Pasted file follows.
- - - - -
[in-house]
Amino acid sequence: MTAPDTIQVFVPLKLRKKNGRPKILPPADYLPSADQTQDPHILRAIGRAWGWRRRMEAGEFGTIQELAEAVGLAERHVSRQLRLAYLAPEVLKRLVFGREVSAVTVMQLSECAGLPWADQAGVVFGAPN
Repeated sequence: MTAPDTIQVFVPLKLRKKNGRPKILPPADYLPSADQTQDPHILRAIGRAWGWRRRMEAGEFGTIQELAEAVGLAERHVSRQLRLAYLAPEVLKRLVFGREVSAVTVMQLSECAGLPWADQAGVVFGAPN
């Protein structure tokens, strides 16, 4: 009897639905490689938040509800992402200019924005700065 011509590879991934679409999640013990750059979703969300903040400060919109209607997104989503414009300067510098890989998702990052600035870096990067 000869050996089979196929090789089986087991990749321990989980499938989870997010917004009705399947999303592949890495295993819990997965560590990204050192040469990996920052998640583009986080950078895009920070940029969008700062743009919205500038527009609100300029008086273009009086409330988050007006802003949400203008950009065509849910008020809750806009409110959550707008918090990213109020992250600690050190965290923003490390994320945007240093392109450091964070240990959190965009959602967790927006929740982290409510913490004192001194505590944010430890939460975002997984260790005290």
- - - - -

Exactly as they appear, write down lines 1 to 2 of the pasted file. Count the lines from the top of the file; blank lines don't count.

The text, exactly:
[in-house]
Amino acid sequence: MTAPDTIQVFVPLKLRKKNGRPKILPPADYLPSADQTQDPHILRAIGRAWGWRRRMEAGEFGTIQELAEAVGLAERHVSRQLRLAYLAPEVLKRLVFGREVSAVTVMQLSECAGLPWADQAGVVFGAPN